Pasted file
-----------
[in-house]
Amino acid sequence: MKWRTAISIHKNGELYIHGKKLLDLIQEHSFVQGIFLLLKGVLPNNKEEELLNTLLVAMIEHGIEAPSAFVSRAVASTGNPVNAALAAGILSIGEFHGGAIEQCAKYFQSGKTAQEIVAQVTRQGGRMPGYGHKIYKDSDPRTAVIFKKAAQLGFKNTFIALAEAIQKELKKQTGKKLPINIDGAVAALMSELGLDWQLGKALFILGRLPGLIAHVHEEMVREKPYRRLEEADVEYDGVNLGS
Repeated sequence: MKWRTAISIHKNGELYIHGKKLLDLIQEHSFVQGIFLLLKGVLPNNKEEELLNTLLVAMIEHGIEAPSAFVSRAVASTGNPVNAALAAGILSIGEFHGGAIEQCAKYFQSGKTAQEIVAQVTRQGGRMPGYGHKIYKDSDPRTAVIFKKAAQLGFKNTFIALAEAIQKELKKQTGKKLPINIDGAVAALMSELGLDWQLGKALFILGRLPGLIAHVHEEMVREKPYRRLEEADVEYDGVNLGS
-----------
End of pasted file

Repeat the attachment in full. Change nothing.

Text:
[in-house]
Amino acid sequence: MKWRTAISIHKNGELYIHGKKLLDLIQEHSFVQGIFLLLKGVLPNNKEEELLNTLLVAMIEHGIEAPSAFVSRAVASTGNPVNAALAAGILSIGEFHGGAIEQCAKYFQSGKTAQEIVAQVTRQGGRMPGYGHKIYKDSDPRTAVIFKKAAQLGFKNTFIALAEAIQKELKKQTGKKLPINIDGAVAALMSELGLDWQLGKALFILGRLPGLIAHVHEEMVREKPYRRLEEADVEYDGVNLGS
Repeated sequence: MKWRTAISIHKNGELYIHGKKLLDLIQEHSFVQGIFLLLKGVLPNNKEEELLNTLLVAMIEHGIEAPSAFVSRAVASTGNPVNAALAAGILSIGEFHGGAIEQCAKYFQSGKTAQEIVAQVTRQGGRMPGYGHKIYKDSDPRTAVIFKKAAQLGFKNTFIALAEAIQKELKKQTGKKLPINIDGAVAALMSELGLDWQLGKALFILGRLPGLIAHVHEEMVREKPYRRLEEADVEYDGVNLGS